Piper’s role on the show was to drive a Wacky Races car full of wrestlers and just kinda stomp around acting pissy until Hulk showed him up. He was voiced (incredibly inaccurately, I might add) by Charles Adler, the voice of Buster Bunny on Tiny Toon Adventures. He’d eventually repurpose the Piper voice to take over as Starscream and Cobra Commander in Transformers and G.I. Joe cartoons when Chris Latta died.
It’s a Hogan’s Heroes parody starring Hulk Hogan. Yeah. Anyway, the best part by a mile is Rowdy Roddy Piper using “stealth” to distract a guard, which equates to him yelling, “Hey, hey, hey, ya f*cking Nazi! How are ya?!” and throwing piledrivers.
I’m Your Man
In 1992, Rowdy Roddy took a shot at David Hasselhoff-style international stardom, releasing the UK-only single ‘I’m Your Man.’ The video is INCREDIBLY 1992, with a leather jacket and jeans with no shirt and tons of frolicking on the beach. If there’s one thing on this list guaranteed to make you laugh, it’s ‘I’m Your Man.’ Who knew Roddy Piper had his own ‘Party All The Time?’
It’s definitely not the best Piper track, though. That honor goes to ‘For Everybody’ from 1985’s The Wrestling Album, a thoroughly censored cover of Mike Angelo & The Idols’ ‘The World May Not Like Me,’ aka ‘F*ck Everybody.’ No idea why someone picked that for a WWF album, but it also includes a rockin’ Mean Gene Okerlund cover of ‘Tutti Frutti,’ so who the f*ck knows.
Goonies R Good Enough
And now, maybe the BEST music video ever made.
Cyndi Lauper’s “mom and pop gas station” that sells veggie burgers (in 1985) and gives you free cookies every time you get gas is in danger of closing. In swoops evil (but rich) Rowdy Roddy Piper, along with Freddie Blassie and The Iron Sheik, to steal the land. Cyndi will have to sell unless she, Captain Lou Albano, The Goonies (who r good enough) and The Bangles (??) can retrieve ancient pirate treasure. It takes two entire music videos.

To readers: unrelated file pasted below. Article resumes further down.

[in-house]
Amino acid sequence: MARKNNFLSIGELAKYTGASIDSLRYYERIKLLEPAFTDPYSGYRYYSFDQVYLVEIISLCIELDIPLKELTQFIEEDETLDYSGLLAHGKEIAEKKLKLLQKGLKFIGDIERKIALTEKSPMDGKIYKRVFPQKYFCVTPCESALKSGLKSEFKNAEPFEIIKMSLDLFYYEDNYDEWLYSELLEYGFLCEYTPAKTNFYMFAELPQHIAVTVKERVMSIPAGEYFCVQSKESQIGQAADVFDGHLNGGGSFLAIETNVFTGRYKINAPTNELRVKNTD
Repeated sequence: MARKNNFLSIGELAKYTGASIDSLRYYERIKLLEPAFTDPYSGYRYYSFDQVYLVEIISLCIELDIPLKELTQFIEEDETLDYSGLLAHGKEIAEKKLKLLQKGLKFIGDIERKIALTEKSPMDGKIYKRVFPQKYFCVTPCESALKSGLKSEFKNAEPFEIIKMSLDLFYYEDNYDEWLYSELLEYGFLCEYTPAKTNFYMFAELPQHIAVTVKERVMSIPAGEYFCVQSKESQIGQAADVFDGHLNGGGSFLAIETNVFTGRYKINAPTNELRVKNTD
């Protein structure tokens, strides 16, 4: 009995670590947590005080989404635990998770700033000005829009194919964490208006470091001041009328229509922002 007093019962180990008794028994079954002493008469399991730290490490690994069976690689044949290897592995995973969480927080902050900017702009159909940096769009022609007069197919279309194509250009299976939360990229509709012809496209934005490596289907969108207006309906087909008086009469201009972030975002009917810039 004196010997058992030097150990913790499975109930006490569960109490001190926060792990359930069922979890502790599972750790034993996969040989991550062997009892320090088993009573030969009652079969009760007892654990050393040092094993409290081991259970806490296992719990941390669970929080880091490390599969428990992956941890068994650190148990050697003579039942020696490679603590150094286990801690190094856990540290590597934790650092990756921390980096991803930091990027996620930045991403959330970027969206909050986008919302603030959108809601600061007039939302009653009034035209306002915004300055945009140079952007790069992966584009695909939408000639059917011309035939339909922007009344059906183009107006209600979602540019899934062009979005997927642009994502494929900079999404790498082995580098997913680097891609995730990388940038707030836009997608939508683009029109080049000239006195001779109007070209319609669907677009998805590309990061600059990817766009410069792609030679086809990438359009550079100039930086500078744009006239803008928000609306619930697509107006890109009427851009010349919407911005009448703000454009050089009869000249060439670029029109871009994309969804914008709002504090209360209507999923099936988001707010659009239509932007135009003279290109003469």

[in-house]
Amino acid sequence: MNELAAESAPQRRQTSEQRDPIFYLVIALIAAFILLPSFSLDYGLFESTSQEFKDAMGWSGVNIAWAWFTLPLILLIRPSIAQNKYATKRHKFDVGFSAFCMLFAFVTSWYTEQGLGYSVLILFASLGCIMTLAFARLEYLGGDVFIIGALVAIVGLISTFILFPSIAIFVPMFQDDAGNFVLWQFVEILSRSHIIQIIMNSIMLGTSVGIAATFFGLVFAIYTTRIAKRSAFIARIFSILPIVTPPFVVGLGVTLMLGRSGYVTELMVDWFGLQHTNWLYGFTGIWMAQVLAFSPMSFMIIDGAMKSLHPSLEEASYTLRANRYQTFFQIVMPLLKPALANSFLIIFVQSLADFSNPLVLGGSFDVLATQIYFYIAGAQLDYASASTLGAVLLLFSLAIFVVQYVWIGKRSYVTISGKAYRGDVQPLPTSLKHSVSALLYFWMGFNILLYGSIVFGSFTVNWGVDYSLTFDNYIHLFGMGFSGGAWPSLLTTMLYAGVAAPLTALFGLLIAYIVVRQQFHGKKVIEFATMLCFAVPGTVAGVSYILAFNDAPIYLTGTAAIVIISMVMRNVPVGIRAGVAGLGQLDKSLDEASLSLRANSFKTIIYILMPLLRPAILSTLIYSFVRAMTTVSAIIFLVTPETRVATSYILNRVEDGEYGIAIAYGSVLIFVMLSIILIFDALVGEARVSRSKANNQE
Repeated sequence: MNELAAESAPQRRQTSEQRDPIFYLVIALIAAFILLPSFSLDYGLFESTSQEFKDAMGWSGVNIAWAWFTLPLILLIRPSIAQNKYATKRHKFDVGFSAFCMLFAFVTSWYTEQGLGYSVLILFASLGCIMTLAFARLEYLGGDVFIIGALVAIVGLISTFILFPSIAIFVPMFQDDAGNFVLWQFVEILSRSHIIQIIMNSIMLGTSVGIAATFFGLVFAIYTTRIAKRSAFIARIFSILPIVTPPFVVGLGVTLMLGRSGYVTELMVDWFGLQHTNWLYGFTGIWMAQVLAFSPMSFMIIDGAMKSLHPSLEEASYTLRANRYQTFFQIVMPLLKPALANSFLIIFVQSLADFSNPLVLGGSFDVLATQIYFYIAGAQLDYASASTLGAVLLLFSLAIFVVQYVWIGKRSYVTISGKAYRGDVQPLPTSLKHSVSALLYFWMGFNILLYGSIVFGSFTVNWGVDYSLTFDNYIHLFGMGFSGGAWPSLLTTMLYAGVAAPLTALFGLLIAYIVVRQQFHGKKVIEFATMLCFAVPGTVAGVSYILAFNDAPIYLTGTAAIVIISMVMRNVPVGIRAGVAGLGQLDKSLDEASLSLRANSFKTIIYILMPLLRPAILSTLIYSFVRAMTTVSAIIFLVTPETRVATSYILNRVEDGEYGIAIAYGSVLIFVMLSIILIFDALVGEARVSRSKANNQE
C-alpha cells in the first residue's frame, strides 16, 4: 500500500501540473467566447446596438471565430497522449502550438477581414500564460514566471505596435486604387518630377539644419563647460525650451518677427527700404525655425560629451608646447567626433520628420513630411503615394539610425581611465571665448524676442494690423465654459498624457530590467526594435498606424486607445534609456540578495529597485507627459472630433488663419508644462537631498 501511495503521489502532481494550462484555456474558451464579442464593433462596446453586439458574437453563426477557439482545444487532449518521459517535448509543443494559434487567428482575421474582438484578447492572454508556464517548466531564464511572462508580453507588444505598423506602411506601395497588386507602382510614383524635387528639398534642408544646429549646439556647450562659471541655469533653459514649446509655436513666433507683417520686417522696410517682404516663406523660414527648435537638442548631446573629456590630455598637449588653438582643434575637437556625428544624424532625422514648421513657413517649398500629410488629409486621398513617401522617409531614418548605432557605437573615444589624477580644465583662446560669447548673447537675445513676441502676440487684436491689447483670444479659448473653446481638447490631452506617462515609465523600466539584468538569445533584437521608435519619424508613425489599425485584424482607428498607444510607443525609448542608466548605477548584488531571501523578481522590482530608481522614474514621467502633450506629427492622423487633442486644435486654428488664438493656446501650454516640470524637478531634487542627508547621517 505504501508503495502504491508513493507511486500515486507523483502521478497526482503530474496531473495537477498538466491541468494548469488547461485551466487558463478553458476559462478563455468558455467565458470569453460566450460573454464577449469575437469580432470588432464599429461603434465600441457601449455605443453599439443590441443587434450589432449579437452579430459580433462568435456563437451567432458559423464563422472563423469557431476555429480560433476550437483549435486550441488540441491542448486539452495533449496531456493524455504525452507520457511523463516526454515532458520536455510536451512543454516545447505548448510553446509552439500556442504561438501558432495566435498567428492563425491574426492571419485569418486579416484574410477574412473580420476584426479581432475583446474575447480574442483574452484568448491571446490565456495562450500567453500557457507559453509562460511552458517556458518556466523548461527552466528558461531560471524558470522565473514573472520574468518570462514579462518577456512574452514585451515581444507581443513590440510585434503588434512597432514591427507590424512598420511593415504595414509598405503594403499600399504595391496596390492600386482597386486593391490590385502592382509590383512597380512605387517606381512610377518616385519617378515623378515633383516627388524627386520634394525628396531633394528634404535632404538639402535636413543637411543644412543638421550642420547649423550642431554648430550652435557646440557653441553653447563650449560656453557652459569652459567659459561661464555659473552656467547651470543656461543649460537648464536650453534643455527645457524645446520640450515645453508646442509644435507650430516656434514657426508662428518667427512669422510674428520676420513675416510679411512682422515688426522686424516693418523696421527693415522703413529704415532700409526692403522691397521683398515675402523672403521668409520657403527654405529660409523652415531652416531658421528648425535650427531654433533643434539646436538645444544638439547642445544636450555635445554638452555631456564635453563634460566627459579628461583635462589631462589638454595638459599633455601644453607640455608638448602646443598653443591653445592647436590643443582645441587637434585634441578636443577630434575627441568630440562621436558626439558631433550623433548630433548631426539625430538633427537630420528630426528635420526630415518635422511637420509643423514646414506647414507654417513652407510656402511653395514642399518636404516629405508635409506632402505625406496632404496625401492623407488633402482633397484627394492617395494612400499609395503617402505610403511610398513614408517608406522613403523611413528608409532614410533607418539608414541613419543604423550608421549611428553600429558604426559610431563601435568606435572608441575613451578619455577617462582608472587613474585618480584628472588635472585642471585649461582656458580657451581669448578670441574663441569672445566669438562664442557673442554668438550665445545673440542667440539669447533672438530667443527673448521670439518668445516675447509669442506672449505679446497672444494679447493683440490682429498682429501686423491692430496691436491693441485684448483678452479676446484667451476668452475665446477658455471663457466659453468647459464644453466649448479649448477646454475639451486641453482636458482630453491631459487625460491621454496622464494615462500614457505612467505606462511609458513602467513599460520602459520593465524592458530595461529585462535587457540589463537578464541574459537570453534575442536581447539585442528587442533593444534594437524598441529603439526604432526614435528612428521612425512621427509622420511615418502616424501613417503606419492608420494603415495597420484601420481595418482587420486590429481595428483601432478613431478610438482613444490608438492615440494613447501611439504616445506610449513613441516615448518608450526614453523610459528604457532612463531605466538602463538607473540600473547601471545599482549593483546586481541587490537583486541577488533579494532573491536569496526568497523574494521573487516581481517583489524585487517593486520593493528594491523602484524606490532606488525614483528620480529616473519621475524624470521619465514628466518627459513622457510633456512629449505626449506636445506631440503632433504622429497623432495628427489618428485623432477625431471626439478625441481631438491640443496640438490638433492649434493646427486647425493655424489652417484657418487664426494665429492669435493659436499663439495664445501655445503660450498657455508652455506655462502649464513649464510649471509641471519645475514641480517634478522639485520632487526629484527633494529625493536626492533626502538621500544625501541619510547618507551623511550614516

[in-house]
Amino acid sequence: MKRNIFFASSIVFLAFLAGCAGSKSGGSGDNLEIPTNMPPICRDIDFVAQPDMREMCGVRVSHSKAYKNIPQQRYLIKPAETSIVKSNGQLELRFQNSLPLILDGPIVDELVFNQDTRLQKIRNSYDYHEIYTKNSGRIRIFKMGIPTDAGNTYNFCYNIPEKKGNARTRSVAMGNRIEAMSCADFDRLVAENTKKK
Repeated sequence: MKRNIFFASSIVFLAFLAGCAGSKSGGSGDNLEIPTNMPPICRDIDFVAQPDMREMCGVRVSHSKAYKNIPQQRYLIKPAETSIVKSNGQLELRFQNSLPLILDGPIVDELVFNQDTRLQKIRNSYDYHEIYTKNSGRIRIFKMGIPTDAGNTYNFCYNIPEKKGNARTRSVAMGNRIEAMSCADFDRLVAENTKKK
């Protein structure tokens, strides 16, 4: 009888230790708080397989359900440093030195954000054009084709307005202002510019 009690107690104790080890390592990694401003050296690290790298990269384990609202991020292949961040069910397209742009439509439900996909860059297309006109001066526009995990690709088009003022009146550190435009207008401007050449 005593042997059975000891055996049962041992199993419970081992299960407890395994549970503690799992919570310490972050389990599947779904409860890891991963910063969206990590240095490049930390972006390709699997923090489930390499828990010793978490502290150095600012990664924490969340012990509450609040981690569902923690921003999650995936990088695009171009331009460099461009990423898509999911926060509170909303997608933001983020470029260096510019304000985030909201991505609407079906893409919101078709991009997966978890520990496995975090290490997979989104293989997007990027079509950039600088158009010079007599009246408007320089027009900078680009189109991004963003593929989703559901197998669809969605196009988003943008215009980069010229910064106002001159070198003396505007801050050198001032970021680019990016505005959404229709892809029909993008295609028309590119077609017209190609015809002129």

The best part is that in the end, Cyndi simply summons ANDRE THE GIANT in gladiator clothes to chase off the heels. ‘Goonies R Good Enough’ part 2 ends with Piper getting ditched at the gas station and beaten up in the street while Cyndi dances. She’s so unusual.
Singing Christmas Carols On CBC
You might’ve missed this one. It’s from CBC’s spectacularly-titled AIR FARCE NOT THE NEW YEAR’S EVE SPECIAL and features Rowdy Roddy inviting his number one fan to sing Christmas Carols with him, only to reveal that on every day of the ’12 Days of Christmas,’ Piper’s true love gives him wrestling moves. It’s 4 minutes of Piper in a Christmas sweater, beating the crap out of a stranger. Beautiful.
Okay, it’s technically wrestling-related, but Piper’s turn as aging local wrestler ‘Da Maniac’ on It’s Always Sunny In Philadelphia is one of his most memorable TV roles. Contracted by The Gang to wrestle a terrorist-themed Rickety Cricket at a benefit show for The Troops, Da Maniac gets arrested for unpaid parking tickets moments before he’s supposed to perform. But don’t worry … “Da Maniac loves you.
That’s the kind of emotional strength you get from eating a bucket of chestnuts.
Walker, Texas Ranger
In another wrestling episode of a non-wrestling TV show, Piper guest stars as pro wrestler Cody “The Crusader” Conway on a season 6 episode of the Chuck Norris staple Walker, Texas Ranger. The plot description alone will make you want to tab over to YouTube and start searching:
A woman and her son have fled to Dallas after she witnesses a murder. But the killer is on her tail and its up to Walker and her husband, a pro wrestler, to protect their son and stop the killer before he gets to any of them.
And I assume somebody gets jump-kicked through a windshield.